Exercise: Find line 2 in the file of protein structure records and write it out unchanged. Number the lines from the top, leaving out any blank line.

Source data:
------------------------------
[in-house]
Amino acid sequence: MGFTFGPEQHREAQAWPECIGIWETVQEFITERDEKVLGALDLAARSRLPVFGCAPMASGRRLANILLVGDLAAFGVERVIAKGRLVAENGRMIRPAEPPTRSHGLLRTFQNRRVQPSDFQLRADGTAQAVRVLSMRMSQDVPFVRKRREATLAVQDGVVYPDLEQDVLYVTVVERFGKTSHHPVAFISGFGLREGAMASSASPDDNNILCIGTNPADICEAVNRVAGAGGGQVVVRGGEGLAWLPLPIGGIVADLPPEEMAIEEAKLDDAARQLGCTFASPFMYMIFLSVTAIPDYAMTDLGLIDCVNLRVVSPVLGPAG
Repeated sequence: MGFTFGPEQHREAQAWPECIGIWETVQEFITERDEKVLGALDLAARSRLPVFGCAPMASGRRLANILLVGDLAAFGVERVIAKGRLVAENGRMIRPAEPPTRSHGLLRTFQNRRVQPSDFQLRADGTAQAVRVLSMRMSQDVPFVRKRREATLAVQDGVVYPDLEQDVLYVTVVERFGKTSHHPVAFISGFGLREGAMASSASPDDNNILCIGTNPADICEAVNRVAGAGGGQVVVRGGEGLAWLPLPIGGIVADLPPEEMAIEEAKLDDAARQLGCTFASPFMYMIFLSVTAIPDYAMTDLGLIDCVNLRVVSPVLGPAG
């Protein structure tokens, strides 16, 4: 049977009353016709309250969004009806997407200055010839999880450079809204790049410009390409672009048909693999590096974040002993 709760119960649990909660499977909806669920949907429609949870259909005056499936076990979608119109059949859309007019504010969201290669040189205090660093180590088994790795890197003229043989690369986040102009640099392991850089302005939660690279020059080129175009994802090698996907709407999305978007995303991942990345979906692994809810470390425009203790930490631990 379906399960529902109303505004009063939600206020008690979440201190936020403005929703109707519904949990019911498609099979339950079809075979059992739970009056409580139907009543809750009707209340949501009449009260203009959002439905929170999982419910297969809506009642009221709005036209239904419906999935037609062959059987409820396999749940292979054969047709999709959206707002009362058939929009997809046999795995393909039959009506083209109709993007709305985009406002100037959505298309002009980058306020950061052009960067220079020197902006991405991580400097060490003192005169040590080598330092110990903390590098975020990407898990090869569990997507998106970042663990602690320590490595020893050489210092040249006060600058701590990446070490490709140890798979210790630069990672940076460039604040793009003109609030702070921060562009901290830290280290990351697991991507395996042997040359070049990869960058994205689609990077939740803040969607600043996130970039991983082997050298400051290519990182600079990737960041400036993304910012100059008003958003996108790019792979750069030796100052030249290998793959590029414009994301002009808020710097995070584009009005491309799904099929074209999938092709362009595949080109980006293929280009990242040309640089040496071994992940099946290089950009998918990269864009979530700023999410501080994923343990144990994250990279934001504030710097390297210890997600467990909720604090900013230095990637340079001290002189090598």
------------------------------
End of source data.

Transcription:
Amino acid sequence: MGFTFGPEQHREAQAWPECIGIWETVQEFITERDEKVLGALDLAARSRLPVFGCAPMASGRRLANILLVGDLAAFGVERVIAKGRLVAENGRMIRPAEPPTRSHGLLRTFQNRRVQPSDFQLRADGTAQAVRVLSMRMSQDVPFVRKRREATLAVQDGVVYPDLEQDVLYVTVVERFGKTSHHPVAFISGFGLREGAMASSASPDDNNILCIGTNPADICEAVNRVAGAGGGQVVVRGGEGLAWLPLPIGGIVADLPPEEMAIEEAKLDDAARQLGCTFASPFMYMIFLSVTAIPDYAMTDLGLIDCVNLRVVSPVLGPAG